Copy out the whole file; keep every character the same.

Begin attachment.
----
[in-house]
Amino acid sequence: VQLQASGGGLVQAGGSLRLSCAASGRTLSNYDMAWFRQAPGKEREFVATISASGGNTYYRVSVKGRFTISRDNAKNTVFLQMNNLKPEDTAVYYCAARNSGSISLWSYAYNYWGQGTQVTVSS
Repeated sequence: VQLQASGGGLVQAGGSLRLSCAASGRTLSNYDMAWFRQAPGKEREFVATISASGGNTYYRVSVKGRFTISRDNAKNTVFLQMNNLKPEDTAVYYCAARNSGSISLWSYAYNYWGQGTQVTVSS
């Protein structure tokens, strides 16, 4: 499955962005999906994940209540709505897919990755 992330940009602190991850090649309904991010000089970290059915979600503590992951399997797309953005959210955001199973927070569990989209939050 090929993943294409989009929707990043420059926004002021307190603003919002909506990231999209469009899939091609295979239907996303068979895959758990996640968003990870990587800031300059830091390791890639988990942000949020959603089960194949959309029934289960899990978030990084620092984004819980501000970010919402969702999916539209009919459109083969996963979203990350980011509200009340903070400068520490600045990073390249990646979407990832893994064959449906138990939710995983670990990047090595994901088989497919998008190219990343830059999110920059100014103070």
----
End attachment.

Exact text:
[in-house]
Amino acid sequence: VQLQASGGGLVQAGGSLRLSCAASGRTLSNYDMAWFRQAPGKEREFVATISASGGNTYYRVSVKGRFTISRDNAKNTVFLQMNNLKPEDTAVYYCAARNSGSISLWSYAYNYWGQGTQVTVSS
Repeated sequence: VQLQASGGGLVQAGGSLRLSCAASGRTLSNYDMAWFRQAPGKEREFVATISASGGNTYYRVSVKGRFTISRDNAKNTVFLQMNNLKPEDTAVYYCAARNSGSISLWSYAYNYWGQGTQVTVSS
């Protein structure tokens, strides 16, 4: 499955962005999906994940209540709505897919990755 992330940009602190991850090649309904991010000089970290059915979600503590992951399997797309953005959210955001199973927070569990989209939050 090929993943294409989009929707990043420059926004002021307190603003919002909506990231999209469009899939091609295979239907996303068979895959758990996640968003990870990587800031300059830091390791890639988990942000949020959603089960194949959309029934289960899990978030990084620092984004819980501000970010919402969702999916539209009919459109083969996963979203990350980011509200009340903070400068520490600045990073390249990646979407990832893994064959449906138990939710995983670990990047090595994901088989497919998008190219990343830059999110920059100014103070």